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Top Executive Programme

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UEFA's Top Executive Programme (TEP) has made a tangible difference for UEFA's member associations since its inception in 2005. The programme operates on the strategic crossroads between football politics and football development. It supports the member associations' top executives in their decision-making role by providing, analysing and discussing relevant facts and figures on strategic issues in order to further develop the game specifically in organisational and business aspects.

The key principles of the programme are that it is fact-based ("know your top executives in their local context"), demand-driven ("we go where the associations take us"), results-oriented (rather than tool-oriented) and its focus is on tangible decisions and development rather than on education.

UEFA TEP has initiated and facilitated several landslide decisions, re-shaping the future European football landscape:

• The enlargement of the UEFA European Football Championship final round from 16 to 24 nations, from 2016. This historic decision in 2008 will help to develop the game further across many (mostly mid-sized and smaller) associations, in sporting, social and financial terms.

• The centralisation of the media rights of national team qualification matches ('European Qualifiers'), starting in 2014. Preceding this decision in 2011, TEP had already assisted many associations by providing information on the true value of their media rights and thus enabling associations to negotiate better media rights deals. This work proved to be the predecessor for the landslide decision to centralise all these rights in order to further optimise the exposure and values of national team football.

• The decision to stage the UEFA EURO 2020 final tournament in various major cities throughout Europe, rather than a tournament in one or two host countries. The 'EURO for Europe' concept followed an initial idea by the UEFA President Michel Platini. The concept was extensively discussed with the member associations during the 2012 TEP round tables and received positive response, which prompted the innovative move in 2013.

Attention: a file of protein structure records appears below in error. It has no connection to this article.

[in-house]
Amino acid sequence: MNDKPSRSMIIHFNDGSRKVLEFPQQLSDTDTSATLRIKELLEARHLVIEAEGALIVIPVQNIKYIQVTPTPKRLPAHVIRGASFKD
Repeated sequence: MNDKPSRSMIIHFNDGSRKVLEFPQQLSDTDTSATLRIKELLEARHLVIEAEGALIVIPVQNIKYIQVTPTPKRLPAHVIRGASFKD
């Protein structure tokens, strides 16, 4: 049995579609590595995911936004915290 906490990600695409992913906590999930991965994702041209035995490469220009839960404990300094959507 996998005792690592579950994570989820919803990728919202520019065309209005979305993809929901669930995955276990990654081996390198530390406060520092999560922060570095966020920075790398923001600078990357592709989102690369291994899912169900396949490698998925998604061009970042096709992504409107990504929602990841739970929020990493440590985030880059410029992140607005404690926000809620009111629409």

All these strategic decisions were driven by clear sporting merits and will result in substantially higher and guaranteed revenues for associations, allowing them to invest more in football and grassroots development, good governance and social responsibility activities.

Besides helping to generate higher revenues, UEFA's Top Executive Programme also helps associations to save costs:

• UEFA Kit Assistance Scheme: 15 of the smallest UEFA member associations receive a basic football kit and equipment package for free for their senior national team and Under-21 team, as well as for their top referees. This scheme saves them up to €300,000 each.

• Football Management Systems (FMS) project: 18 associations benefited from this free UEFA service of analysing the current status and potential needs for their IT and football management system solutions. The target is that by the end of 2014 all UEFA national associations will have good FMS systems to run their domestic and international operations in an effective and efficient way. Some associations used the outcomes for internal solutions, other associations participated in a centralised FMS tender meeting, organised by TEP, choosing the most suitable provider for their new FMS system. The centralised tender helped these associations to find the best systems and to save costs.

Another remarkable result of the programme is the creation of the first cross-border competition ever with a direct link to UEFA competitions. TEP played a key role in the development of the BeNe League, a cross-border league between the highest women's divisions in Belgium and the Netherlands which started in August 2012, and is offering the same service to other associations with similar requests.

TEP also organises small discussion platforms, TEP round tables, to listen to the needs and wishes of associations' top management, as well as to give and receive feedback on the follow-up of previous round table discussions. UEFA does not set the agenda for these informal meetings but rather provides the open forum for the participants, the UEFA member associations' presidents and general secretaries, to discuss the latest trends and developments in the world of football. Often the discussions centre around possibilities to increase revenue and/or save costs, as well as to improve their governance and social responsibility efforts.

The promising results of these TEP round-table meetings have led UEFA to extend this successful formula further by also organising 'big round tables', i.e. TEP Strategy Meetings with the presidents and general-secretaries of all 54 national associations at the same time. This approach will ultimately provide a platform for supporting associations on a one-to-one tailored consultancy basis.

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